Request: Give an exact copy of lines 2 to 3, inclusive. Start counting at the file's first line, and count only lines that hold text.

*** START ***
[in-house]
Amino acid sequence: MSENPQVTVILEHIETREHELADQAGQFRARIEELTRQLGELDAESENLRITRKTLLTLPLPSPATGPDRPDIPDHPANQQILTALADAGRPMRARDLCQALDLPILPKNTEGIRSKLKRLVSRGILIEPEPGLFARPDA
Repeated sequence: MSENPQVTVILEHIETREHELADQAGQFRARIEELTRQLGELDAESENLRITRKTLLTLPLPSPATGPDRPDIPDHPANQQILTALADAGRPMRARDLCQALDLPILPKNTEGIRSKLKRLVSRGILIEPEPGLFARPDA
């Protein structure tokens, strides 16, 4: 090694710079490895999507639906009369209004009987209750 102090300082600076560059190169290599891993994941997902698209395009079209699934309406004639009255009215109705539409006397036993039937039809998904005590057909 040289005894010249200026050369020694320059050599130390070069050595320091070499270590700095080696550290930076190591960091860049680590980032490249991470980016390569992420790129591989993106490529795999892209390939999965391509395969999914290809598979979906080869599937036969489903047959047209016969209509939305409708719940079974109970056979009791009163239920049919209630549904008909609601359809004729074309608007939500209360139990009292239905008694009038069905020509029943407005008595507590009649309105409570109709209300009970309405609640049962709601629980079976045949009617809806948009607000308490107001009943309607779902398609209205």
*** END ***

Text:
Amino acid sequence: MSENPQVTVILEHIETREHELADQAGQFRARIEELTRQLGELDAESENLRITRKTLLTLPLPSPATGPDRPDIPDHPANQQILTALADAGRPMRARDLCQALDLPILPKNTEGIRSKLKRLVSRGILIEPEPGLFARPDA
Repeated sequence: MSENPQVTVILEHIETREHELADQAGQFRARIEELTRQLGELDAESENLRITRKTLLTLPLPSPATGPDRPDIPDHPANQQILTALADAGRPMRARDLCQALDLPILPKNTEGIRSKLKRLVSRGILIEPEPGLFARPDA